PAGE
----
For whatever reason, CSV still exists as a ubiquitous data interchange format. It doesn’t get much simpler: chuck some plaintext with fields separated by commas into a file and stick .csv on the end. If you’re feeling helpful you can include a header row with field names in.
Alfred is one of my favourite productivity apps for the Mac. It’s a file indexer, a clipboard manager, a snippet expander - and that’s just scratching the surface really. I recently got a new machine without it installed and realised just how much I rely on Alfred, particularly its clipboard manager.
Imagine you’ve got a stream of data; it’s not “big data,” but it’s certainly a lot. Within the data, you’ve got some bits you’re interested in, and of those bits, you’d like to be able to query information about them at any point. Sounds fun, right?
What if you didn’t need any datastore other than Apache Kafka itself to be able to do this? What if you could ingest, filter, enrich, aggregate, and query data with just Kafka?
Screenflow has a useful Markers feature for adding notes to the timeline.
You can use these to helpfully add a table of contents to your Youtube video, but unfortunately Screenflow doesn’t have the option to export them directly. Instead, use the free Subler program as an intermediary (download it from here).
Export from Screenflow with a chapters track
Open the file in Subler and export to text file
☁️Confluent Cloud is a great solution for a hosted and managed Apache Kafka service, with the additional benefits of Confluent Platform such as ksqlDB and managed Kafka Connect connectors. But as a developer, you won’t always have a reliable internet connection. Train, planes, and automobiles—not to mention crappy hotel or conference Wi-Fi. Wouldn’t it be useful if you could have a replica of your Cloud data on your local machine? That just pulled down new data automagically, without needing to be restarted each time you got back on the network?
kafkacat is one of my go-to tools when working with Kafka. It’s a producer and consumer, but also a swiss-army knife of debugging and troubleshooting capabilities. So when I built a new Fedora server recently, I needed to get it installed. Unfortunately there’s no pre-packed install available on yum, so here’s how to do it manually.
Pre-requisite installs We’ll need some packages from the Confluent repo so set this up for yum first by creating /etc/yum.
Updated 16 April 2020 to cover formatting tricks & add import to Google Docs info
Short and sweet this one. I’ve written in the past how I love Markdown but I’ve actually moved on from that and now firmly throw my hat in the AsciiDoc ring. I’ll write another post another time explaining why in more detail, but in short it’s just more powerful whilst still simple and readable without compilation.
I’ve been poking around recently with capturing Wi-Fi packet data and streaming it into Apache Kafka, from where I’m processing and analysing it. Kafka itself is rock-solid - because I’m using ☁️Confluent Cloud and someone else worries about provisioning it, scaling it, and keeping it running for me. But whilst Kafka works just great, my side of the setup—tshark running on a Raspberry Pi—is less than stable. For whatever reason it sometimes stalls and I have to restart the Raspberry Pi and restart the capture process.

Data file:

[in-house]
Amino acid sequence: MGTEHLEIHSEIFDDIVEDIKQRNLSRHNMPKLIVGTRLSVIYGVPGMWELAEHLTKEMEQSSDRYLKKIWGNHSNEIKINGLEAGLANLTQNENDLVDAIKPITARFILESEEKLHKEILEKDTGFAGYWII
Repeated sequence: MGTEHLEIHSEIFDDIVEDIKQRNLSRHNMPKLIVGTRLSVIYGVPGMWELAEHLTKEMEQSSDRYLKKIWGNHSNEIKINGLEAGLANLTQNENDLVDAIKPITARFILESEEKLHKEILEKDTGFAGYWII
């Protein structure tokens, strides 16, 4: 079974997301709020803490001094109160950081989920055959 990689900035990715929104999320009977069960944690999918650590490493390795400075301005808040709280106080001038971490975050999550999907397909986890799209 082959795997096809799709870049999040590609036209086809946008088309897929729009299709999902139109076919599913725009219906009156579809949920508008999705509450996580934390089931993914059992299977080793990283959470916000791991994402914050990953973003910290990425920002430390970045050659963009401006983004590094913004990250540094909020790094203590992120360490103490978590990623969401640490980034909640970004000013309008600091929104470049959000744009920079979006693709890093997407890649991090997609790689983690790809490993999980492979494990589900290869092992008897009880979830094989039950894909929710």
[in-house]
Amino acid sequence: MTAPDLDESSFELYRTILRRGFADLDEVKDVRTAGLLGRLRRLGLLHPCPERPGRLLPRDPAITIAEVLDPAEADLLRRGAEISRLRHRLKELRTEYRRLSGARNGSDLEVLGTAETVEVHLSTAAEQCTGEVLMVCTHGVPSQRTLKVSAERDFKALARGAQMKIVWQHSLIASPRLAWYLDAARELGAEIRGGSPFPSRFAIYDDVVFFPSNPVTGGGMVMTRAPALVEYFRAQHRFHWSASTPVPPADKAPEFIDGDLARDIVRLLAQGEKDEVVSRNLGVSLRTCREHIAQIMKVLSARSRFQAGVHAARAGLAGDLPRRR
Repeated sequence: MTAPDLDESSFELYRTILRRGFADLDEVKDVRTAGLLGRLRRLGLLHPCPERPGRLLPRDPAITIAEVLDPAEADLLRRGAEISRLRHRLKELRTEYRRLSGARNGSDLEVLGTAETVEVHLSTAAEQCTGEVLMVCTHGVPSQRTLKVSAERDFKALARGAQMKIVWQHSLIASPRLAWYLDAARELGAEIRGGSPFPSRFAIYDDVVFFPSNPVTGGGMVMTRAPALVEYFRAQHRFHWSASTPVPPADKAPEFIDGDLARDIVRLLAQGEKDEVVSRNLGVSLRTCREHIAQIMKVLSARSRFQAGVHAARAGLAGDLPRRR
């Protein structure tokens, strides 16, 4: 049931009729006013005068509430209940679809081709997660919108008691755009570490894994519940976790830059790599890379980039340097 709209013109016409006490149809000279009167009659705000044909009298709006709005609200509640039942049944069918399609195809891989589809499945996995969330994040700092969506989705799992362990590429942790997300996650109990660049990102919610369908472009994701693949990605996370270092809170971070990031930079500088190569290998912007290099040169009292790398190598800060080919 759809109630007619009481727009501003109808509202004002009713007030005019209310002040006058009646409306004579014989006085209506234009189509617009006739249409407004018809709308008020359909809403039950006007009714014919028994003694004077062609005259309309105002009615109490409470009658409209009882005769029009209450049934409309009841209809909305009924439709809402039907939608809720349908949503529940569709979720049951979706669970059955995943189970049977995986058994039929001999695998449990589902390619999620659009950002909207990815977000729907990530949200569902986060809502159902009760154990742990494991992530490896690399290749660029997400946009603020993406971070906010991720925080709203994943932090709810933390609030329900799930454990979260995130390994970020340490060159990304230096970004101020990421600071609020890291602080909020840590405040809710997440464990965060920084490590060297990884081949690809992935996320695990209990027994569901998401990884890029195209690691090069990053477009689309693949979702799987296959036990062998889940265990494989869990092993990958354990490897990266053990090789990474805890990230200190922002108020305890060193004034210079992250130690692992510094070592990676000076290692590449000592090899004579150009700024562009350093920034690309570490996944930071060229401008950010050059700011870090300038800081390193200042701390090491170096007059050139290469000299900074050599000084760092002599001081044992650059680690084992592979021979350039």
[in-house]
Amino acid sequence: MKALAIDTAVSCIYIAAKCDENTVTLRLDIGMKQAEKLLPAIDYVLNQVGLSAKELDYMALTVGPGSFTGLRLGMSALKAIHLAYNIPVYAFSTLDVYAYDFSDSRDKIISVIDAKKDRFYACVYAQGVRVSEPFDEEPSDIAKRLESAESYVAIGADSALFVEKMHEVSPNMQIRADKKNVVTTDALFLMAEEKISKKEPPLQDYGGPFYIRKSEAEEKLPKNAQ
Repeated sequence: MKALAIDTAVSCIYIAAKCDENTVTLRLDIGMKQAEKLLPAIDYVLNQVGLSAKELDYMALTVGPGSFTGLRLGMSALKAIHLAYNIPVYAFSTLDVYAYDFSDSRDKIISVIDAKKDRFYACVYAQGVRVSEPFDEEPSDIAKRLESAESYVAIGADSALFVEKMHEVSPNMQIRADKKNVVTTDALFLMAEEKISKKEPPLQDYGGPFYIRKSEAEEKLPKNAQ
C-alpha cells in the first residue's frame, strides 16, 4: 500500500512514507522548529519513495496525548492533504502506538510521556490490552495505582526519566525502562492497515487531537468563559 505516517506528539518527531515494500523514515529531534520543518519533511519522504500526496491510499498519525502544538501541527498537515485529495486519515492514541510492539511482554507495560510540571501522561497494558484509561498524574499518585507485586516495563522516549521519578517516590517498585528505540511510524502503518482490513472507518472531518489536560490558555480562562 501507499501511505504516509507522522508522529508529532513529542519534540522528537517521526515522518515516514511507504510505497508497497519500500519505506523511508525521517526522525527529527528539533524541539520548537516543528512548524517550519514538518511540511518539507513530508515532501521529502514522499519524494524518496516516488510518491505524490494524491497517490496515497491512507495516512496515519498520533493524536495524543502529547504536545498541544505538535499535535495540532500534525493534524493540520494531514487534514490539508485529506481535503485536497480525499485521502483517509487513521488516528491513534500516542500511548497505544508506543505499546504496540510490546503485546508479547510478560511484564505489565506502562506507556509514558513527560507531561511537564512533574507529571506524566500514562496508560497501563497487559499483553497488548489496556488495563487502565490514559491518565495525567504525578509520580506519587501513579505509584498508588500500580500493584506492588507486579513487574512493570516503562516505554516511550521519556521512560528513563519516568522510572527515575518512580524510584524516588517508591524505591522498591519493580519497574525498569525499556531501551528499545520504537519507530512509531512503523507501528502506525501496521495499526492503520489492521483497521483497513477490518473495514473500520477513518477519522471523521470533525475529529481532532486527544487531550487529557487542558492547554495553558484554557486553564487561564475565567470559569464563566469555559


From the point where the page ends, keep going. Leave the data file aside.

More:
🦠COVID-19 has well and truly hit the tech scene this week. As well as being full of "WFH tips" for all the tech workers suddenly banished from their offices, my particular Twitter bubble is full of DevRel folk musing and debating about what this interruption means to our profession. For sure, in the short term, the Spring conference season is screwed— all the conferences are cancelled (or postponed).
But what about the future?
Wi-fi is now ubiquitous in most populated areas, and the way the devices communicate leaves a lot of 'digital exhaust'. Usually a computer will have a Wi-Fi device that’s configured to connect to a given network, but often these devices can be configured instead to pick up the background Wi-Fi chatter of surrounding devices.
There are good reasons—and bad—for doing this. Just like taking apart equipment to understand how it works teaches us things, so being able to dissect and examine protocol traffic lets us learn about this.
My name’s Robin, and I’m a Developer Advocate. What that means in part is that I build a ton of demos, and Docker Compose is my jam. I love using Docker Compose for the same reasons that many people do:
Spin up and tear down fully-functioning multi-component environments with ease. No bespoke builds, no cloning of VMs to preserve "that magic state where everything works"
Repeatability. It’s the same each time.
Portability. I can point someone at a docker-compose.yml that I’ve written and they can run the same on their machine with the same results almost guaranteed.
ksqlDB 0.7 will add support for message keys as primitive data types beyond just STRING (which is all we’ve had to date). That means that Kafka messages are going to be much easier to work with, and require less wrangling to get into the form in which you need them. Take an example of a database table that you’ve ingested into a Kafka topic, and want to join to a stream of events. Previously you’d have had to take the Kafka topic into which the table had been ingested and run a ksqlDB processor to re-key the messages such that ksqlDB could join on them. Friends, I am here to tell you that this is no longer needed!
I’m quite a fan of Sonos audio equipment but recently had some trouble with some of the devices glitching and even cutting out whilst playing. Under the covers Sonos stuff is running Linux (of course) and exposes some diagnostics through a rudimentary frontend that you can access at http://<sonos player IP>:1400/support/review:
Whilst this gives you the current state, you can’t get historical data on it. It felt like the problems were happening "all the time", but were they actually?